a very comprehensive definition, of what public health is. Again, I’m gonna save myself and you the
time of reading through it. But I urge you to do so on your own. Let me give you a much more concise
definition. Public health is the set of
activities a society undertakes to monitor and improve the health of its collective
membership. So, just a few words there. But the critical pieces of this set of activities that the society
undertakes to monitor. So one of the important
functions in public health is simply observing what’s going on and thereby
being able to analyze what’s going on and improve the health of the collective
membership. So what distinguishes public health from
the other fields of health science? Well, one is, there’s a very, almost laser-like, focus on disease prevention and health
promotion. Trying to prevent disease and injury from
occurring in the first place. Second–and I put the word patient in quotes– there’s no individual “patient.” The
patient is the community. If I am in public health, I’m thinking bigger than individuals. I’m
thinking about collections of individuals –the community. The same thing about the provider. The provider is the society itself, organized however we choose to do that, not individual professionals. So, think about the other health
professions. And, by the way, this is going to overlap. I’ll give you an example of that
in a moment. But, if you think about all the other
health professions listed up here, and I hope I haven’t missed somebody, they almost all consist of an
individual provider who is providing services to an
individual patient. And, more often than not, the emphasis is on dealing with an
existing condition– some kind of health problem. Now, obviously you go to the doctor for
preventive services, or the dentist for preventive services as well. But, more often than not all of these fields are focusing on
treating existing conditions, trying to ameliorate their effects, trying to make things better. So, here’s an example. And this actually is
a very important one, for a reason I will give you later. Think about the difference between what a dentist does and what
government does when we think of dental health or dental public health. You go to the dentist to have dental caries,
dental cavities,treated in individual patients. Public health fluoridates the water supply, which we then all consume,
and confers protection on us so that we don’t get the cavities in the
first place. Now again, it’s not perfect. I go to the dentist twice a year for a
preventive maintenance checkup. I assume that many of you do that as well. And the dentist actually will teach me health
behavior things. They’ll make sure I’m flossing regularly and do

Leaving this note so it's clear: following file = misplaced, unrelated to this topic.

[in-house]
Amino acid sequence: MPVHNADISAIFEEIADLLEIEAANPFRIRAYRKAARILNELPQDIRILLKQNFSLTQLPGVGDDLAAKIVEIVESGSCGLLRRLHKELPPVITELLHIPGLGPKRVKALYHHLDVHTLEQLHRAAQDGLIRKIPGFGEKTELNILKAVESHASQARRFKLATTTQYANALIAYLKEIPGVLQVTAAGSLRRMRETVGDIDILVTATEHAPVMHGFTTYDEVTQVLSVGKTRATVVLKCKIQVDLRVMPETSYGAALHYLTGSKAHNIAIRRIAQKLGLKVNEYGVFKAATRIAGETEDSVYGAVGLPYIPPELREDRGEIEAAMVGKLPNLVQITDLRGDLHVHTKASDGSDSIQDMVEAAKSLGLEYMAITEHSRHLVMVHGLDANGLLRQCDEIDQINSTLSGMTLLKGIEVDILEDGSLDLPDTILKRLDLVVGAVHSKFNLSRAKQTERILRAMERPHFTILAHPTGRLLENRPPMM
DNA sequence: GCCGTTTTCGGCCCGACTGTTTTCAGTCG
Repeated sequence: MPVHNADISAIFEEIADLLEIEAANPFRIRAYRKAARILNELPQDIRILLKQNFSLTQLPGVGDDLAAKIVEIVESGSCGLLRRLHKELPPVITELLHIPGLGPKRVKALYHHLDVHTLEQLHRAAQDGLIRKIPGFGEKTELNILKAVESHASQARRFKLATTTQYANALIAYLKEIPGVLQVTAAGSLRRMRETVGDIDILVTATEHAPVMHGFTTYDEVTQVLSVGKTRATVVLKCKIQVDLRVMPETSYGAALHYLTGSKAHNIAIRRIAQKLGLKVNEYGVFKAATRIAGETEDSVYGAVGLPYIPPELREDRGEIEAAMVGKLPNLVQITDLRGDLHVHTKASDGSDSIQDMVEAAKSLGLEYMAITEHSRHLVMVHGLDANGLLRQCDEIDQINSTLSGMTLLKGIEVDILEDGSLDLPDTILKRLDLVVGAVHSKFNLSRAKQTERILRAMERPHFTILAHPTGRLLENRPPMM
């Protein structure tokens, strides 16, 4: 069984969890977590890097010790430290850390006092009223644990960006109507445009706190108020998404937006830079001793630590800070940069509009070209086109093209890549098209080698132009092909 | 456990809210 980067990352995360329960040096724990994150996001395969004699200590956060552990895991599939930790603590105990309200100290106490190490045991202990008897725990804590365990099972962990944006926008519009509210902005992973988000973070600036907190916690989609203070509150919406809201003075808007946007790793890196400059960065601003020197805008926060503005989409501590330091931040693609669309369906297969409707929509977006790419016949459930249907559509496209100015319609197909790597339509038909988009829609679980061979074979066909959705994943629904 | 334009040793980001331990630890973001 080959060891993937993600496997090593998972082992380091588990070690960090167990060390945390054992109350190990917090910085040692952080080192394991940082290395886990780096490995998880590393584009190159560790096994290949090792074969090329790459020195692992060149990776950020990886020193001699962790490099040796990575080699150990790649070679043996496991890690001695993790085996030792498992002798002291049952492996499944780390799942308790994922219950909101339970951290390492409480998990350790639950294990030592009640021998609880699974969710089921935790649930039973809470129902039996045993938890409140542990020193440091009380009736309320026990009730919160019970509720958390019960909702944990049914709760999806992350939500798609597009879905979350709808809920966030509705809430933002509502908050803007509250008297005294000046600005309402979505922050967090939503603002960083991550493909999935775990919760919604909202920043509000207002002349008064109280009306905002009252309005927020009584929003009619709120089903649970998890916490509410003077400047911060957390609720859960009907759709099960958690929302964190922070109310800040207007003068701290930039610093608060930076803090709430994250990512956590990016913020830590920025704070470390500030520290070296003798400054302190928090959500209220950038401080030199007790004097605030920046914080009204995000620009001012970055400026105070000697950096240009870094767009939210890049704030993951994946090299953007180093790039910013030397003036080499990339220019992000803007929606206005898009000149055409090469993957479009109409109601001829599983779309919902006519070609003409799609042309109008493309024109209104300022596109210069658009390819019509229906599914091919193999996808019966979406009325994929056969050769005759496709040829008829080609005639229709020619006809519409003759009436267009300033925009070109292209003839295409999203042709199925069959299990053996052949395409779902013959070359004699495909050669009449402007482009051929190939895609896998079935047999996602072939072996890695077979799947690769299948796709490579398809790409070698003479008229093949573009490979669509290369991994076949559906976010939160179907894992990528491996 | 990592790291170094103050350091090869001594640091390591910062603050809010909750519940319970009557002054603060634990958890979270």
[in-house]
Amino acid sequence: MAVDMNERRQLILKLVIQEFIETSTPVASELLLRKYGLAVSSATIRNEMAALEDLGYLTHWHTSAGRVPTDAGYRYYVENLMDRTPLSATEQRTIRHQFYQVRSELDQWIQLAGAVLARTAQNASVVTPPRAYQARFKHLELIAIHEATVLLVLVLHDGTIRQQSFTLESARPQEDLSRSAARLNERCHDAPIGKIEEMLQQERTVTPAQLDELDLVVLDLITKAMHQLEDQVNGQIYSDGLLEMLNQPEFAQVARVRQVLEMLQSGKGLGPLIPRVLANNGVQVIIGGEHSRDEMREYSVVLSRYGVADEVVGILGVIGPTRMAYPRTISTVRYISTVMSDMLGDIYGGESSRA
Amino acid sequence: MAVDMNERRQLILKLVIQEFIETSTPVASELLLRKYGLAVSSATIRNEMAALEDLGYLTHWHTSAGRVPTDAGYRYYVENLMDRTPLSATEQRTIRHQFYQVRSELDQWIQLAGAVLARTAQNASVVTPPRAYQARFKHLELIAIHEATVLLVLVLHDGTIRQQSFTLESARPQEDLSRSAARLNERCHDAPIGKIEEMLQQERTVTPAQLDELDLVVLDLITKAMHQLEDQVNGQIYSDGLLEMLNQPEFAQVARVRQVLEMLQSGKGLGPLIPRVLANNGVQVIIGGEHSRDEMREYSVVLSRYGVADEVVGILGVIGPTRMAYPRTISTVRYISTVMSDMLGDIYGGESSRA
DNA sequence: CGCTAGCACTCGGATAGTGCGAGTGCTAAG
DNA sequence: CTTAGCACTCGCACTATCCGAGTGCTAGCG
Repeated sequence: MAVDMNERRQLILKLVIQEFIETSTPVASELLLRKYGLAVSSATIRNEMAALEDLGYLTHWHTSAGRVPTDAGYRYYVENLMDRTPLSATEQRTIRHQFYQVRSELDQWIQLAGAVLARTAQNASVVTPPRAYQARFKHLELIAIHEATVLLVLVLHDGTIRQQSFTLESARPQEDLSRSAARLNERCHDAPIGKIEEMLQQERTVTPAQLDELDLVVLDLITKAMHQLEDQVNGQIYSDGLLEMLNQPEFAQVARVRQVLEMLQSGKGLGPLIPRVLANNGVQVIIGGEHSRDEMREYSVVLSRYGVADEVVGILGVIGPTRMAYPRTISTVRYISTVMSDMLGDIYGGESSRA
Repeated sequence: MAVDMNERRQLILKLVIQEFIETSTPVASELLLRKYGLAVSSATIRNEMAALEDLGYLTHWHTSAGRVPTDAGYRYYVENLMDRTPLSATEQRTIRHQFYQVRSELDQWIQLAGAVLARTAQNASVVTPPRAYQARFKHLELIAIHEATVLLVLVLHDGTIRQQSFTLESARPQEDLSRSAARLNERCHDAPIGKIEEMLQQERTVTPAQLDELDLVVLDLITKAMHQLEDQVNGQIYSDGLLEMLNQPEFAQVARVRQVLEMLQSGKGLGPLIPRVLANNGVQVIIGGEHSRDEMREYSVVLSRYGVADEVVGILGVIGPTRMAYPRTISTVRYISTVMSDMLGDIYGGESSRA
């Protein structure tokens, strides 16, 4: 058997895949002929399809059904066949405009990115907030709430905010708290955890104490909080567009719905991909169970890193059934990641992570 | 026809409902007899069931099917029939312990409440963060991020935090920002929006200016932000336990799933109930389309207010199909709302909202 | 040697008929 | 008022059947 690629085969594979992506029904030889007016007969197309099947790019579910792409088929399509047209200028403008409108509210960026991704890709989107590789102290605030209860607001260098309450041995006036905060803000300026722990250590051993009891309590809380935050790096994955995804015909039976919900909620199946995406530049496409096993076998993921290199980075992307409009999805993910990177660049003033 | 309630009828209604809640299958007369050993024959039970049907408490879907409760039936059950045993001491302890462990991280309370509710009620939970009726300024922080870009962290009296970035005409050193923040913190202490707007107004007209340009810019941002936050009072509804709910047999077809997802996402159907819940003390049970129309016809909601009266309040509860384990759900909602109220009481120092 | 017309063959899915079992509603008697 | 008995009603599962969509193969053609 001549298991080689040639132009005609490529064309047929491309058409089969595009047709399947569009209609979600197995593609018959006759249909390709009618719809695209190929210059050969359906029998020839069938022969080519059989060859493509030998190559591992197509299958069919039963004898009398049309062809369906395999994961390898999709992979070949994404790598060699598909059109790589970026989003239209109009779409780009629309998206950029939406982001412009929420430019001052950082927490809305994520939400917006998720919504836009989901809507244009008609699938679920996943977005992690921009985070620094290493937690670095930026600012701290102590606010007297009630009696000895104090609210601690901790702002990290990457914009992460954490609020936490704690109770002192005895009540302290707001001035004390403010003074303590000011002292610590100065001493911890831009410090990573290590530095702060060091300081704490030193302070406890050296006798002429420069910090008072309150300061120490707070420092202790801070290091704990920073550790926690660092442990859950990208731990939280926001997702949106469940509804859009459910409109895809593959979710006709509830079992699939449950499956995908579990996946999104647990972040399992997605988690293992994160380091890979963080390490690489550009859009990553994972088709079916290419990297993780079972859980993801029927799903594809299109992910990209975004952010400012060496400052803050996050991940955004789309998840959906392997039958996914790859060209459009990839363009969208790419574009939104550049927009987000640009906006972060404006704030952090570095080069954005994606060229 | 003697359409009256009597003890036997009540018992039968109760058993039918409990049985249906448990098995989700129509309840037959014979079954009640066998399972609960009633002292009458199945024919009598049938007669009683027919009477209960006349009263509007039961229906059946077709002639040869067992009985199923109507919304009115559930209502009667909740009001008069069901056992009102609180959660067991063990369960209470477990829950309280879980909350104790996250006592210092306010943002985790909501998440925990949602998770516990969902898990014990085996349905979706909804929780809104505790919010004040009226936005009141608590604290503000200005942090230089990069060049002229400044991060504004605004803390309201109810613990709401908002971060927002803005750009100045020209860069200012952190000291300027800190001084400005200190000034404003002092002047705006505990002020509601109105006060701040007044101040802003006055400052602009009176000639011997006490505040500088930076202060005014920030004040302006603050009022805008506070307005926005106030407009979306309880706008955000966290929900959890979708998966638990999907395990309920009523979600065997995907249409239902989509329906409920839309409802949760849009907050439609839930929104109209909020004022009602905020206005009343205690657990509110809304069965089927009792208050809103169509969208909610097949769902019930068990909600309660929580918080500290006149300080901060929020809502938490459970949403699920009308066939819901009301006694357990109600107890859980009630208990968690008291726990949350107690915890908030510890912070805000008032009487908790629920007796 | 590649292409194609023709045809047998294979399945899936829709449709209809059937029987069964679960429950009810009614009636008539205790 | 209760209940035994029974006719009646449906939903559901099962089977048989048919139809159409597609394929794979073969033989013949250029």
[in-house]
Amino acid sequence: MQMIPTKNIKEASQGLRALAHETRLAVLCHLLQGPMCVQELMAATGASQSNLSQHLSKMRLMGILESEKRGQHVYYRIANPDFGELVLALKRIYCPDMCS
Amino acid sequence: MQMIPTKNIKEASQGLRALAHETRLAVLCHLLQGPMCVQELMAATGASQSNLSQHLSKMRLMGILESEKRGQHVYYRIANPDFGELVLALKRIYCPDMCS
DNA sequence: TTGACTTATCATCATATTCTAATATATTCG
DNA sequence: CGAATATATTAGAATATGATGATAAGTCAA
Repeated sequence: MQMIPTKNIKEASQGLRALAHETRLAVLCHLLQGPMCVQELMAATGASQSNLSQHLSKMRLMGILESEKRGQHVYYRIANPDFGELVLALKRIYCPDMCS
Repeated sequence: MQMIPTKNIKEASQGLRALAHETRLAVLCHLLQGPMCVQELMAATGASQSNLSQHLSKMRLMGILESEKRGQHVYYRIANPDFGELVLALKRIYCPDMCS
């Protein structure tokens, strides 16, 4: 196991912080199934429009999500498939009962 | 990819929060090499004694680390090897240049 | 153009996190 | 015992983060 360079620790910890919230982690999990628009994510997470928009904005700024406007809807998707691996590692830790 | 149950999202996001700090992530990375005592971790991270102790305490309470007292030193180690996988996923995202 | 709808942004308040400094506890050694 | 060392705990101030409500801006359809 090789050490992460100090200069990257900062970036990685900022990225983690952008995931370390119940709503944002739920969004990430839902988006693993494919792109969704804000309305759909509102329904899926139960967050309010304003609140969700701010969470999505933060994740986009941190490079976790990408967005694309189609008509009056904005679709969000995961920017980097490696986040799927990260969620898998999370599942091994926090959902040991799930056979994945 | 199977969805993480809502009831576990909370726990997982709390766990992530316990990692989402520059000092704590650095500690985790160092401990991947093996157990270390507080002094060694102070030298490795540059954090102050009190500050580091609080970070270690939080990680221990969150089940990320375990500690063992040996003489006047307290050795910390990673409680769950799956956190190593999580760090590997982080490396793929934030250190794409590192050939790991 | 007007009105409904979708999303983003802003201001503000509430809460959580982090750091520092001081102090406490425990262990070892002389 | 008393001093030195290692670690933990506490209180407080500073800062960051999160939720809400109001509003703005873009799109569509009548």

other things like that. But on average, the difference is the
focus on problems that exist, versus trying to prevent the
problem from existing at all. I said this is an important example, and
the reason for that is, we tend to think of the hierarchy of
health problems–most of you all probably don’t think of dental problems being
very high on that list. Actually, it’s very high for a variety of
reasons. But, this is a field, one of the fields, where public health has
been extraordinarily successful. How many people in here have had more than five cavities in
their mouths? Gotta be some of you. So how many of you had more than five cavities
but won’t admit it? Alright, you look around, you didn’t see many
hands up there did you? There are very few people of my generation
who wouldn’t have had their hands up. Why is that? Because the water supply wasn’t
fluoridated when I was growing up as a kid. We all got cavities, we got lots of them. You all, in general, don’t. You might have one or two, three, but you’re not gonna have five or more. And that was commonplace. This is an area where public health through a community activity that was not delivered to individual
people has been enormously successful. Alright, I want to think conceptually
about the role of public health. Public health should be at the very top of the pyramid when we think of how we organize our health and health
services–our public health health services. Public health should be at the top over viewing all of it, overseeing all of it. That means the
collective health services that we’ll be talking more and more about, and the individual health services. There is a
an important role for public health in overseeing those individual health services. You see them here. That’s in concept. How do we behave in practice? Well, it kinda looks like this: So, medical care is at the top of the list. That’s followed by the other individual